May 16, 2014

Reid Wilson is the author of Read In, The Post’s new morning tipsheet on politics.

We all know the dread that comes with an expiring driver’s license. It may be about the passage of time or our advancing age. But mostly it’s because we have to go to the DMV — purgatory in government form.

Except, that is, if you live in Ohio. More than 97 percent of customers at the Buckeye State’s Bureau of Motor Vehicles said they were satisfied with their experiences, according to a recent survey conducted for the state. That’s largely because Ohioans don’t have to go to the BMV too often. They can renew license plates, schedule driving tests and change their addresses online, all services for which residents of many other states have to show up in person.

Even when they do go to the BMV, Ohioans don’t have to spend much time there. The average Ohio resident waits just under 15 minutes to receive service at any of the agency’s 204 locations around the state. Compare that with nearly 54 minutes in California, according to another survey conducted by DMV.com, a group that monitors driving statistics and state licensing policies.

In a separate DMV.com survey, Ohio also ranked high in customer satisfaction because of its low fees for registering vehicles and renewing licenses. According to data maintained by the Federal Highway Administration, the state charges $21.50 to register a typical vehicle; the average vehicle costs more than $50 to register in Texas and a whopping $100.75 in Oklahoma.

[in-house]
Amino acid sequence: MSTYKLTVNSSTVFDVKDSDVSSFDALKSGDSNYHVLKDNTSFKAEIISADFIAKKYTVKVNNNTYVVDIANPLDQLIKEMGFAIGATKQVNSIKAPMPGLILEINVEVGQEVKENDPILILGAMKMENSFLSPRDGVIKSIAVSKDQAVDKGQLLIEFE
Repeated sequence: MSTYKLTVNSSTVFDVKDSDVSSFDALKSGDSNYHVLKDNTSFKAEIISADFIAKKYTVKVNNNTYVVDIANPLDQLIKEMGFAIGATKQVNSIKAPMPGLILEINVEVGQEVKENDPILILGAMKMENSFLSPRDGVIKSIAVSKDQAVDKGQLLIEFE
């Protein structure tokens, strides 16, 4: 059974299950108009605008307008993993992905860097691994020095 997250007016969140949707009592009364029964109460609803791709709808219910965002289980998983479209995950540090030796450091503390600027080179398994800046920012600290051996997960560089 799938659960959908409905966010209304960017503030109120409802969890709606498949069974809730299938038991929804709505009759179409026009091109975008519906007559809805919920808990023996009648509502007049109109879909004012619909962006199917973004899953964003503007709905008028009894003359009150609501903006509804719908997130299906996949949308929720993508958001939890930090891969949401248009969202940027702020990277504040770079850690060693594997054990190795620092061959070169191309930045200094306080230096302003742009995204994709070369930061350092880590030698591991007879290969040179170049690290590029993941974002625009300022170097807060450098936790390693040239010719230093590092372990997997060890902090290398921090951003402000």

(The Washington Post)

Maybe it’s a Midwestern thing. Illinois residents rated their motor-vehicle agency the second-best in the nation. Indiana ranked third in overall customer satisfaction.

What makes for a satisfied customer? Staying open, says Jordan Perch, a blogger with DMV.com who put together the survey. “Customers in states who reported higher satisfaction with office location and hours were more likely to report higher overall satisfaction with the DMV,” Perch wrote in an e-mail.

Oregon ranked last among 36 states plus the District of Columbia. (Too few residents in smaller states such as Alaska and North Dakota responded to make a representative sample size.) D.C. ranked 14th, behind Virginia (9th) but ahead of Maryland (22nd).

But no one beats Ohio’s smooth ride.

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Reid Wilson covers national politics and Congress for The Washington Post. He is the author of Read In, The Post’s morning tip sheet on politics.
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